"Niggers Love Their Masters."
The county of Beaufort, South Carolina, has probably more slaves in it to the square yard than any portion of this free and enlightened country. As the humane, enlightened and enterprising masters have told us very often that the slaves will fight for them rather than "burrow" with the "Lincoln mercenaries," it was natural to suppose that when Old Abe's fleet touched on the coast of New Congo down there, every nigger might be expected to plant himself on the shore to prevent the enemies of his peace from touching the sacred Carolina soil with their abolition feet, and would not depart until — like the great Ohio martyr to niggerism, Vallandigham — the "mercenaries" marched over his dead body. But it don't appear that the Beaufort niggers have thought of it yet. When the masters were making the best of time across the country the gentlemen of color appear to have been ungratefully merry, and having learned that Lincoln's men were abolitionists, they packed up their earthly goods and came to the boats in the expectation that of course the great fleet had come to take them away. Much as such a conclusion will nauseate the civilized stomachs of the Quincy Herald class of editors, we are in consequence forced to assume that slaveholders lie occasionally, and that the slaves are not such everlasting tools as has been represented.
However, easy as it is to overthrow such silly trash as has so long been palmed upon the North, as that slaves will, from choice, light for their masters and against their own freedom, or that the true interests of the nation now require us to uphold slavery, still it is not to be expected that kindred stories will cease to be manufactured. It is as easy for a secession Democrat to lie as it is to "roll off a log." He can put up and prepare for use more articles of this kind in a quarter of an hour than could be met severally and refuted in a year. We must rely upon common sense to do most of the work in refuting such nonsense as that human beings, black or white, prefer slavery to freedom, and will not secure the latter when they can. Common sense may fail when it comes in contact with the craft by which certain men "have their living," but with the masses it may be relied upon to carry us safely through all difficulties.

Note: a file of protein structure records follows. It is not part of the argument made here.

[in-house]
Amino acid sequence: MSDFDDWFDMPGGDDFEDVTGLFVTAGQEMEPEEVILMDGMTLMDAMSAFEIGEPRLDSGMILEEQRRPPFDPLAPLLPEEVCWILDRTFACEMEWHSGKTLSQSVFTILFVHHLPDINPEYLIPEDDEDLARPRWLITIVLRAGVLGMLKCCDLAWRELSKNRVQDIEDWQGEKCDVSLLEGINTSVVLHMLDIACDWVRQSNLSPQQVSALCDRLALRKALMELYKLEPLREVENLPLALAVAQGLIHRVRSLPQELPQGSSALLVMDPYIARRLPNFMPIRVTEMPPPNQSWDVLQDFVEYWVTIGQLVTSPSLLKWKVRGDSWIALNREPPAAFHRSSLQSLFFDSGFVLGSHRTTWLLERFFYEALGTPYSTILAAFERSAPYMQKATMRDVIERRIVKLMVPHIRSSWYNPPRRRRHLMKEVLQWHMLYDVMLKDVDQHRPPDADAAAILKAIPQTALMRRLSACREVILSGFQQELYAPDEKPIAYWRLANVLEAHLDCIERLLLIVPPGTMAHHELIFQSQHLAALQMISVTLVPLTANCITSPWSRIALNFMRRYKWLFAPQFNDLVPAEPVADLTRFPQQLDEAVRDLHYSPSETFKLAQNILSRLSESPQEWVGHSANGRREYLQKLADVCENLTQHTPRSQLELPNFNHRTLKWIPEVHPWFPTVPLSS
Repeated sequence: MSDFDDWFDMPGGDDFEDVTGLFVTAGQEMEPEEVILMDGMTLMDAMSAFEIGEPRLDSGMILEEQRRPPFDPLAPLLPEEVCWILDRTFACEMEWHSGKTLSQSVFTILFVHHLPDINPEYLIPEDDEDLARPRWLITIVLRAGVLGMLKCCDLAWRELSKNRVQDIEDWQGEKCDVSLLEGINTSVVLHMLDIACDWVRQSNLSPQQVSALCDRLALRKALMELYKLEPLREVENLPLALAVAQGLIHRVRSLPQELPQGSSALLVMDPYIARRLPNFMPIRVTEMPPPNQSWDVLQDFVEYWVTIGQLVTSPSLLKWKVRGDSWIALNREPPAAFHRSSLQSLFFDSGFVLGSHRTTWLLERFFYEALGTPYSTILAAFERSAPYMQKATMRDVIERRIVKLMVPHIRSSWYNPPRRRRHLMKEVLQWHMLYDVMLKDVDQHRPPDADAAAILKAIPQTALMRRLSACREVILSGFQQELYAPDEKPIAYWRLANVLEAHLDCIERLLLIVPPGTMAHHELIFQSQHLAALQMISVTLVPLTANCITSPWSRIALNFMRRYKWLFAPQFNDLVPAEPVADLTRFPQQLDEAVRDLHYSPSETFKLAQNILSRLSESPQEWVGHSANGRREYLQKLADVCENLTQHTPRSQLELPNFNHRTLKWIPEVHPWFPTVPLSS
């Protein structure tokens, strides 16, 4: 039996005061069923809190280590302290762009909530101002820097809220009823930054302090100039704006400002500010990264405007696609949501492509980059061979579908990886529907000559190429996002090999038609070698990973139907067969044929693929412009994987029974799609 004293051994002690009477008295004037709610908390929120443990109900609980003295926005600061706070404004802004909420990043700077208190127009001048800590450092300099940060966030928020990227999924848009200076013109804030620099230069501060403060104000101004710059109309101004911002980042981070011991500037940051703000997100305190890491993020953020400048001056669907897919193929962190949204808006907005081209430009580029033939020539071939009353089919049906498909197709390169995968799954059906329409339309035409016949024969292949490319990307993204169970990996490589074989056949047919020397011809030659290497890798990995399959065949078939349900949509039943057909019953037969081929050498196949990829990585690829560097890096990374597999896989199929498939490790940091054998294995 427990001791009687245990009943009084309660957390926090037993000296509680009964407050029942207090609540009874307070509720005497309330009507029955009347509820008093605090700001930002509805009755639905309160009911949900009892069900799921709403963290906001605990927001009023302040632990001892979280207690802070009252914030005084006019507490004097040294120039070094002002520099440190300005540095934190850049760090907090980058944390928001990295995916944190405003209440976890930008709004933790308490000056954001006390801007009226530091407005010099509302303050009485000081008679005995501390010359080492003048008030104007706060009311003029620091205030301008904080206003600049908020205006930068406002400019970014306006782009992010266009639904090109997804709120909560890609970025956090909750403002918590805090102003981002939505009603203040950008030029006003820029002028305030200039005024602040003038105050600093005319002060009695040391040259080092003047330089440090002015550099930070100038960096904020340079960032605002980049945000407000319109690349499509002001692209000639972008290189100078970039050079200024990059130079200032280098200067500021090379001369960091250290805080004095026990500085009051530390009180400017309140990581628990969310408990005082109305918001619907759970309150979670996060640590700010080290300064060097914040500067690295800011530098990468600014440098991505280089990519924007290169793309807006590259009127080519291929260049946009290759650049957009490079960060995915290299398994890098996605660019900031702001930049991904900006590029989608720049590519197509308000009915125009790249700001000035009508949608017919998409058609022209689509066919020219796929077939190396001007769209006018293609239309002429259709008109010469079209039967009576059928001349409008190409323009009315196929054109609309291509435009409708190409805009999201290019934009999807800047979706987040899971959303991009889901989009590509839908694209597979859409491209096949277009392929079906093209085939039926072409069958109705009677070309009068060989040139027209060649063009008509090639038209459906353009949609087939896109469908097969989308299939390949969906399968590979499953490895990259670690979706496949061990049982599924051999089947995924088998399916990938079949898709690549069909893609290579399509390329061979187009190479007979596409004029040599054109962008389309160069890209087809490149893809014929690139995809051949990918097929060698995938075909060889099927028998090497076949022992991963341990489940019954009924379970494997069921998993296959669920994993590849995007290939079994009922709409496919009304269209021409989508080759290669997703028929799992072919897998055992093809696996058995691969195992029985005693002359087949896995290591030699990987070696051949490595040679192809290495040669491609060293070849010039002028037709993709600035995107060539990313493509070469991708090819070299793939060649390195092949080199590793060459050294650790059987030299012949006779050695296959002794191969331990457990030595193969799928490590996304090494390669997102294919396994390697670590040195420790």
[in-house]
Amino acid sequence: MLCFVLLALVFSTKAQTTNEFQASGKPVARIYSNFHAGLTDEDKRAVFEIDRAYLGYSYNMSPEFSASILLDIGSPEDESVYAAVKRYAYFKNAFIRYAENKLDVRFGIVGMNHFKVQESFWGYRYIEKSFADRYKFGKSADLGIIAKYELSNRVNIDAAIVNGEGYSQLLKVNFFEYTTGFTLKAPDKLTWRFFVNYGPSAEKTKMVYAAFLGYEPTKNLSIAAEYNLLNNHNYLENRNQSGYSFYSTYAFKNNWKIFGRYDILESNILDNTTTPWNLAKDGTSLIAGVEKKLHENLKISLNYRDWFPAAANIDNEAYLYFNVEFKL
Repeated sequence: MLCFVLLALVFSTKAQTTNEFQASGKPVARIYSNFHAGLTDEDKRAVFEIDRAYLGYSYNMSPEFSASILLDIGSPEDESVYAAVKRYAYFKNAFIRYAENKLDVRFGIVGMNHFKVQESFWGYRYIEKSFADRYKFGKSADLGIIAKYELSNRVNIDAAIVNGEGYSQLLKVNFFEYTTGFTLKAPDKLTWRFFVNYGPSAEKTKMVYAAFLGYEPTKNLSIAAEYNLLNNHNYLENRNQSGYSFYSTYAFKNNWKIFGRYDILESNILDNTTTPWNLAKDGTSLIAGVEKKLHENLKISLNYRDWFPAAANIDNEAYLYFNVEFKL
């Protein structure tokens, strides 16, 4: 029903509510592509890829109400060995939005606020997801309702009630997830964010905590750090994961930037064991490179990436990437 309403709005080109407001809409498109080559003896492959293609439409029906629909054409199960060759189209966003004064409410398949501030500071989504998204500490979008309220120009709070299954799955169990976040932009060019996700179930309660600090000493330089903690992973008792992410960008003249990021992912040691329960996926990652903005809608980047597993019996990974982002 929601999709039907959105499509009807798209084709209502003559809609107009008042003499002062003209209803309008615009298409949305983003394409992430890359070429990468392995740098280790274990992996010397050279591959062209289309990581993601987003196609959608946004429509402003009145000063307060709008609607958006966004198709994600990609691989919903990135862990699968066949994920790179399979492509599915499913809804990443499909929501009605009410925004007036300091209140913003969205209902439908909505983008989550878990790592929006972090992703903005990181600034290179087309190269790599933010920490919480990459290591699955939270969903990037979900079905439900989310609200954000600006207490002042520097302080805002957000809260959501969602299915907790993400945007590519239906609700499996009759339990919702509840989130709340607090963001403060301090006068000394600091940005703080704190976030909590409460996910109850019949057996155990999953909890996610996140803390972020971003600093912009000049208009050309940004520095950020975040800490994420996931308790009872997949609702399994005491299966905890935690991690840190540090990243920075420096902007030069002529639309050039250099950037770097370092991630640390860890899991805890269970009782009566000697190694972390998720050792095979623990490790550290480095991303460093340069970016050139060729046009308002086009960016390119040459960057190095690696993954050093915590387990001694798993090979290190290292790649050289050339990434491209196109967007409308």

As for the deluded people of South Carolina, they have incurred a new danger (or rather, have augmented an old one) by bringing an Union army upon their coast. In Beaufort county the proportion of slaves to masters is about 10 to 1, and with the presence of a loyal army so near them, to which they cannot consistently appeal for protection, they have greatly augmented the danger of a Negro insurrection. Already we hear that the negroes of Beaufort are committing excesses in the absence of their "lawful lords;" and that they are likely to become emboldened in their untutored freedom, and to spread the spirit of discontent throughout the back country, is highly probable. If in the course of a few weeks we hear of fearful tragedies raging in South Carolina and Georgia, of bloody excesses by both masters and slaves and some new L'Overture rising up as in St. Domingo, whose name and achievements shall astonish and demoralize the whole rebel Confederacy, there need be no surprise. It will be only the natural result of the insane course that traitors have pursued. They have sown the storm — should they complain when the whirlwind comes?